Precautions for Patients and Staff of Glenn K. Davis, II, M.D.
If you are visiting Dr. Davis’ office for your eye care, we understand the nervousness you may feel about going to your appointment during the coronavirus pandemic (COVID-19). Rest assured that the offices of Glenn K. Davis, II, M.D., are following strict hygiene and disinfection guidelines. As a healthcare provider, we are most concerned for any patients and staff who must need to take extra precautions. If you can identify yourself among those most at-risk listed below, please let us know.
People Who Need to Take Extra Precautions
People at Higher Risk for Severe Illness
- People Who Are Immunocompromised
- Older Adults
- People with Asthma
- People with HIV
- People with Liver Disease
- People with Dementia
- People with Disabilities
- Pregnancy and Breastfeeding
- People Experiencing Homelessness
- Racial and Ethnic Minority Groups
- Newly Resettled Refugee Populations
New Procedures for Eye Exams in Our Office
As you may know, limiting close physical contact among people is key to helping reduce the spread of the coronavirus. This is known as “social distancing” and it means allowing at least six feet of distance between other people who are not in the same household. You can expect to see these new procedures in effect when you come for eye exams in our office.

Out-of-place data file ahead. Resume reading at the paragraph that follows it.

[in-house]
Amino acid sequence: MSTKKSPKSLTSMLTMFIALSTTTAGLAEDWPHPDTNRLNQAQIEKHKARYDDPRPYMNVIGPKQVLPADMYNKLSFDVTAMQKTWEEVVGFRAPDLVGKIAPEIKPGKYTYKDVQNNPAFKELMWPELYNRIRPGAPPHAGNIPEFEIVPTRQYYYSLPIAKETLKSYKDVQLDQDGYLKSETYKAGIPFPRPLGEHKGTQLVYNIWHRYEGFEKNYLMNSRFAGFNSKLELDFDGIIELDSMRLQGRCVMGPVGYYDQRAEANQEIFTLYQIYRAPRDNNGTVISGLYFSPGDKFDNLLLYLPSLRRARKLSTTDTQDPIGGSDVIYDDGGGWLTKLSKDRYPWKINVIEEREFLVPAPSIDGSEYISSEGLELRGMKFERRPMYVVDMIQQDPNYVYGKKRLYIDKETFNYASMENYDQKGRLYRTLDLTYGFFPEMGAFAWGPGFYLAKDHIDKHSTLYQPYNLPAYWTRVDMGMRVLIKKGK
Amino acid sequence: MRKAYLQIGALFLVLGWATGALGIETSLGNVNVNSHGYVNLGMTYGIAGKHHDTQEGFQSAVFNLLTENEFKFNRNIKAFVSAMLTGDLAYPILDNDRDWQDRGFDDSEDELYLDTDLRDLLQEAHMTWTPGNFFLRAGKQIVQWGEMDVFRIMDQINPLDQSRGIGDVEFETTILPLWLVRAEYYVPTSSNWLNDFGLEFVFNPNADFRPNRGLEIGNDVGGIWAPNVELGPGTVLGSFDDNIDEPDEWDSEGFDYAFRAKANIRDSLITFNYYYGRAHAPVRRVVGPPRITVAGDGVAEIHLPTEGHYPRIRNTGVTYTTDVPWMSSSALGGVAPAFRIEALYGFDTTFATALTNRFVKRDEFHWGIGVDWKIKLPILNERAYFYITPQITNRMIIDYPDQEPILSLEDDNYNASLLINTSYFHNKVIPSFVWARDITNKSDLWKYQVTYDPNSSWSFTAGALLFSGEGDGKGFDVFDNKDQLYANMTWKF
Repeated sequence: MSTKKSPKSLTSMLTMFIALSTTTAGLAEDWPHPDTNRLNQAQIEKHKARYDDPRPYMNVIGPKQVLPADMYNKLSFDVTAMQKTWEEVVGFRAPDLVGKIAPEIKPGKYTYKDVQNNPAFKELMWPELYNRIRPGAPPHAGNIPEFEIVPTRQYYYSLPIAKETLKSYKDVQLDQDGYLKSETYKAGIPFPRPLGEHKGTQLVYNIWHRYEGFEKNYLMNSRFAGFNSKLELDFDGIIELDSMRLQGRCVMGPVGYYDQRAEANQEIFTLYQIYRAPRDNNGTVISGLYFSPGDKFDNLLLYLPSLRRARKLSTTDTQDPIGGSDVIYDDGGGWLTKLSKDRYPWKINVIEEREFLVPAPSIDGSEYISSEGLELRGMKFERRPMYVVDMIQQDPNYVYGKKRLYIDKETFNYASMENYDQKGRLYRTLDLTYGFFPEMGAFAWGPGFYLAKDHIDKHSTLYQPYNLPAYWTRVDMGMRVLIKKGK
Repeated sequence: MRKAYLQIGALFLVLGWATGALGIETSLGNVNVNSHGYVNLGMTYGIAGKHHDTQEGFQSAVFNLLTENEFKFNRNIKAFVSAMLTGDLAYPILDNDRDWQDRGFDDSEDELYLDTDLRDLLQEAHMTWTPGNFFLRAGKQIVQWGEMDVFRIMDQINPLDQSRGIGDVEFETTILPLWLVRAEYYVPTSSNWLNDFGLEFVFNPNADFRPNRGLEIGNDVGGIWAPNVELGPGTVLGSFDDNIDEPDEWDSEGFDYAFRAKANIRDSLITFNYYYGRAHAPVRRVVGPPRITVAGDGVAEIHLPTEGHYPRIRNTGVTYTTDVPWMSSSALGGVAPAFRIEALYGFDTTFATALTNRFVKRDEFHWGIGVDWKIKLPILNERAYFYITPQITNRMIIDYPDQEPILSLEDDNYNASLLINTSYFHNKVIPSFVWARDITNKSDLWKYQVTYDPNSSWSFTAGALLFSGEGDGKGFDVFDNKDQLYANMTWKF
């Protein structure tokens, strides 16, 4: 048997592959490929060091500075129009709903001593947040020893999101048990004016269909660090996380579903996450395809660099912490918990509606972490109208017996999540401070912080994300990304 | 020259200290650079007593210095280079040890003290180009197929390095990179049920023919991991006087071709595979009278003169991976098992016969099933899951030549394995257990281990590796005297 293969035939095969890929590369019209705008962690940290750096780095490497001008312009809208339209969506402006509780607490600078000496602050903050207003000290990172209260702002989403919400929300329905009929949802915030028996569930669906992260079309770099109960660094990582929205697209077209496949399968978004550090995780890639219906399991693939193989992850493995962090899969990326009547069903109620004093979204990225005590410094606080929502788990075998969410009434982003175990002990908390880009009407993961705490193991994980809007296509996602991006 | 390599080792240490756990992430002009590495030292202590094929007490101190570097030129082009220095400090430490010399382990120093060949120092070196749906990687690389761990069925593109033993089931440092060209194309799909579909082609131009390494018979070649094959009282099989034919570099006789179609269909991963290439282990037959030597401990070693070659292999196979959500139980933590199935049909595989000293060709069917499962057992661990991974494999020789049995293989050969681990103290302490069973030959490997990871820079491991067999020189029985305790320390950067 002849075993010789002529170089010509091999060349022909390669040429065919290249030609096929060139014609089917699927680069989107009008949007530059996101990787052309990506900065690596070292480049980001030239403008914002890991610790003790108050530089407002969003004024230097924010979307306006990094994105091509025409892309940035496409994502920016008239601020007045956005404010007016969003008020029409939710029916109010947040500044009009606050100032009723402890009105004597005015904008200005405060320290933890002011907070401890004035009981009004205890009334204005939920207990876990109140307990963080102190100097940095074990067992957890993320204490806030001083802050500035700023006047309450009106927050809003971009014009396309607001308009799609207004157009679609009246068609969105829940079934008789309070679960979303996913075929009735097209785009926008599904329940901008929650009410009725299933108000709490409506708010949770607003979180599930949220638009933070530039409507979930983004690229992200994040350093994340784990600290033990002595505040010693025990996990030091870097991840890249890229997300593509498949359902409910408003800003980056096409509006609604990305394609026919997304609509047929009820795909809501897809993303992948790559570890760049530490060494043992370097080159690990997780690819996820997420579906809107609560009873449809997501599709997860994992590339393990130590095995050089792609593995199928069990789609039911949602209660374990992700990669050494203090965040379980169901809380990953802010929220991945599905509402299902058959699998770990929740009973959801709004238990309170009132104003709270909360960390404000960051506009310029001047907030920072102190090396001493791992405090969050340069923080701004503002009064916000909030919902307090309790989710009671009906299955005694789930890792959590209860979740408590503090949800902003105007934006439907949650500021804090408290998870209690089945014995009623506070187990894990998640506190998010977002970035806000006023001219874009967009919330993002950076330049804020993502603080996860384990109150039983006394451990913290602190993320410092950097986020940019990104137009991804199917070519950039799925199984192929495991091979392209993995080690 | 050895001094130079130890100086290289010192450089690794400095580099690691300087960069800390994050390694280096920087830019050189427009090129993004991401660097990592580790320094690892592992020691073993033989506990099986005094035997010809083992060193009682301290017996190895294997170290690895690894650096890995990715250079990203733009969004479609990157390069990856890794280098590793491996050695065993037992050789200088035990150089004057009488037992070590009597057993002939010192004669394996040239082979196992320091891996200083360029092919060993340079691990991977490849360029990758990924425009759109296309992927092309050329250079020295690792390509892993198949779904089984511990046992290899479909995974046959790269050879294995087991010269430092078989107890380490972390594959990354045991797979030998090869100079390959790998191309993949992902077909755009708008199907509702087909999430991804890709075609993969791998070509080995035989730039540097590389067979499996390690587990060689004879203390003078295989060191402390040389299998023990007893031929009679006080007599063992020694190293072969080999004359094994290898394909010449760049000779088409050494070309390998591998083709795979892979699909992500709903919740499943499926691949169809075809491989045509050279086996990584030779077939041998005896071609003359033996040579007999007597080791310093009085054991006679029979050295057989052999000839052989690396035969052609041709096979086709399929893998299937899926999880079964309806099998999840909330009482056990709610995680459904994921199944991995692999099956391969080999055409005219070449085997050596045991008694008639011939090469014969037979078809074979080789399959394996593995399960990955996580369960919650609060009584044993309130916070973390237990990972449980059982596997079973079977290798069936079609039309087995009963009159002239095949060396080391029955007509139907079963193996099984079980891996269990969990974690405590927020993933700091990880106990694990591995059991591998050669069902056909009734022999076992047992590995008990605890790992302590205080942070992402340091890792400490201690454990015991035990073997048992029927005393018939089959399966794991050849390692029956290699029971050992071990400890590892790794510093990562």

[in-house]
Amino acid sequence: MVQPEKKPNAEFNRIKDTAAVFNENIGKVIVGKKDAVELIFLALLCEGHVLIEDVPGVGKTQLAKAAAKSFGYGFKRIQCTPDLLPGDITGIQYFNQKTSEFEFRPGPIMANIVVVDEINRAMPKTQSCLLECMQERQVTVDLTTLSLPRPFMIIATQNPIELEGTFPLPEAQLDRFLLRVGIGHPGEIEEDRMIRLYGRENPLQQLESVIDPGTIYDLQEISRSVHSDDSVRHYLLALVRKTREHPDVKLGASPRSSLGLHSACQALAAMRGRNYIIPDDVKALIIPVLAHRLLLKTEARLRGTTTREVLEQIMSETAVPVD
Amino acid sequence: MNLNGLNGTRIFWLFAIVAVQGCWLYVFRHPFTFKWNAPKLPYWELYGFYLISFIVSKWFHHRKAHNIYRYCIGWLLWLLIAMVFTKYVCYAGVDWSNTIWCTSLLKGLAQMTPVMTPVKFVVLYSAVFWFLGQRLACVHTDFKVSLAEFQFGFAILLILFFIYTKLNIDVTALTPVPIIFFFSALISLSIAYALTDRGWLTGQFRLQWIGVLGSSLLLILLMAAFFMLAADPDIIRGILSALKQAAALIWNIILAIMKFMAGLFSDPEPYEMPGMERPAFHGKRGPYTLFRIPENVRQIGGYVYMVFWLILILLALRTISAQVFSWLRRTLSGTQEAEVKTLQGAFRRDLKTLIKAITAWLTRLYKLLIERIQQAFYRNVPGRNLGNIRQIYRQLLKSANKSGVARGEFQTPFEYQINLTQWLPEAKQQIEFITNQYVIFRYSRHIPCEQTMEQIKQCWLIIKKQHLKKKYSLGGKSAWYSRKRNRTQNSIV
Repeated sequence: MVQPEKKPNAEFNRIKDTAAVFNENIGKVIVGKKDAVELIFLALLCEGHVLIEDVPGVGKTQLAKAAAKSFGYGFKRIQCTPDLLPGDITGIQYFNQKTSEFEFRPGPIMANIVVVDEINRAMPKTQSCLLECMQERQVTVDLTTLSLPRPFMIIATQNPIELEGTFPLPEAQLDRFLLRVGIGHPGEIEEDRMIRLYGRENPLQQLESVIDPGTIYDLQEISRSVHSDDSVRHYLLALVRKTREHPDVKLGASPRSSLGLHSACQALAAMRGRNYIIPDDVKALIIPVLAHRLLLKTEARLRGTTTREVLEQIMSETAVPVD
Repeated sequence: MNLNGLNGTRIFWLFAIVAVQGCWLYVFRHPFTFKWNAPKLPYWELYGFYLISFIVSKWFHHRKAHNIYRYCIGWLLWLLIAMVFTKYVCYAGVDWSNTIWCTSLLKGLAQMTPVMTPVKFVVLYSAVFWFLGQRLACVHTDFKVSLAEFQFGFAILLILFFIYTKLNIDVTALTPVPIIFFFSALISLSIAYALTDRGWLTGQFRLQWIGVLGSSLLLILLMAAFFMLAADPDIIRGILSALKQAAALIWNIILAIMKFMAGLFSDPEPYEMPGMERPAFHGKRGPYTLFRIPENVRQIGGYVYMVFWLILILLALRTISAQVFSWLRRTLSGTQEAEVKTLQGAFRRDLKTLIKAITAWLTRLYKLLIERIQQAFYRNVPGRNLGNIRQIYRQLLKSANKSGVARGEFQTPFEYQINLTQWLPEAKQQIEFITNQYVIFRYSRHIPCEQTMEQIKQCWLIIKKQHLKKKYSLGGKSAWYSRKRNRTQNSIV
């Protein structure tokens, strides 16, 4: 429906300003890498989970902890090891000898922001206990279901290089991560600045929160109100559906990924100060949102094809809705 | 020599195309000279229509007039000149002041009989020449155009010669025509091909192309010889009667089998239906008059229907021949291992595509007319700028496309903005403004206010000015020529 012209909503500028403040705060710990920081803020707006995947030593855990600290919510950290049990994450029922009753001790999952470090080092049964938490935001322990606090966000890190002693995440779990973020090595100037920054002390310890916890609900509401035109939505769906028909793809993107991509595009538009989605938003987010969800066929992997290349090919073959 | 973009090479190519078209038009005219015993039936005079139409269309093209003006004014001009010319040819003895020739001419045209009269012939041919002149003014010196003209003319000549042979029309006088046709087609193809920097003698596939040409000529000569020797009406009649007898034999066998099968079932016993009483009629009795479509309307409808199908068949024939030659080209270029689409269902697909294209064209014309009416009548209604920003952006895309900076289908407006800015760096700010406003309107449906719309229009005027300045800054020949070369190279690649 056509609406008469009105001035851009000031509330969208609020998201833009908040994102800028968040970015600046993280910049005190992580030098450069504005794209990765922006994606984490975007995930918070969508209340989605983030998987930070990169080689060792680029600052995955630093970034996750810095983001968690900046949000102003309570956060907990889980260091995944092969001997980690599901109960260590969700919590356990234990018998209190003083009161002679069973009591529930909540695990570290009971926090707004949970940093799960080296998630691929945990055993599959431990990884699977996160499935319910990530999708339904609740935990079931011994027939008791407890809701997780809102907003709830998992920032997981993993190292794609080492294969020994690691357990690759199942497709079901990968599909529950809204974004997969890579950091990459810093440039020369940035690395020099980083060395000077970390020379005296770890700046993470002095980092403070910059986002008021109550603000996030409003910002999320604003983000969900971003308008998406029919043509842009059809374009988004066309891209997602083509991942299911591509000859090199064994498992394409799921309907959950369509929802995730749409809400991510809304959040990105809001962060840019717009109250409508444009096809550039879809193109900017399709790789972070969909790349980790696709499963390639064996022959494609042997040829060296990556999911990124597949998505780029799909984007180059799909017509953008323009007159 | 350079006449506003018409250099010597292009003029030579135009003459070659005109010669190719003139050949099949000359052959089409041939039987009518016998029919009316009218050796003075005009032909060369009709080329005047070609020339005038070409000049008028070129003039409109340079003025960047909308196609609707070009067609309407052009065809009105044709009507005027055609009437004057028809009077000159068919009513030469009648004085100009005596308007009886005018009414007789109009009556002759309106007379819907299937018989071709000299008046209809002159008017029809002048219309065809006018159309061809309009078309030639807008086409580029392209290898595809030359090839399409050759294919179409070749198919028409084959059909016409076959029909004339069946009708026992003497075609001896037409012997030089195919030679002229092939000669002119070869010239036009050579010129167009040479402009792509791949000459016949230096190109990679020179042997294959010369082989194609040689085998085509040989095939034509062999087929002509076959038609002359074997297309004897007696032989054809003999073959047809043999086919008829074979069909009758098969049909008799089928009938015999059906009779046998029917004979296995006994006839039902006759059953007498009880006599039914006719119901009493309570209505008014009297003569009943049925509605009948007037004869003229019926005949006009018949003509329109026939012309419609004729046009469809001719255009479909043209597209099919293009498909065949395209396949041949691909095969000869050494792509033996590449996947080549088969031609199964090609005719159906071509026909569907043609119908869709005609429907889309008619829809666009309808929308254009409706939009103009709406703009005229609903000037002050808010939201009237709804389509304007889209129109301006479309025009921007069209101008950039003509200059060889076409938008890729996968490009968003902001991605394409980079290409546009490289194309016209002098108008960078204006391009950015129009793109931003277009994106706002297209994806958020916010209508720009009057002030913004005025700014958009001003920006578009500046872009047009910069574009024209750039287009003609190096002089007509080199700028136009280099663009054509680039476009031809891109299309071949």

In an attempt to limit the number of people in our waiting room, we have resumed our practice with a new limited schedule. As much as we enjoy visiting with our patients, we ask that no one arrive early for appointments. We may ask that you wait in your car instead of in the normal waiting room. This measure is to protect you, the other patients and our staff.
Everyone is required to wear a mask or face covering while in our facility. If you do not have one we will provide you with one. We disinfect each exam room after each patient. Our office has hand sanitizer available for staff and patients.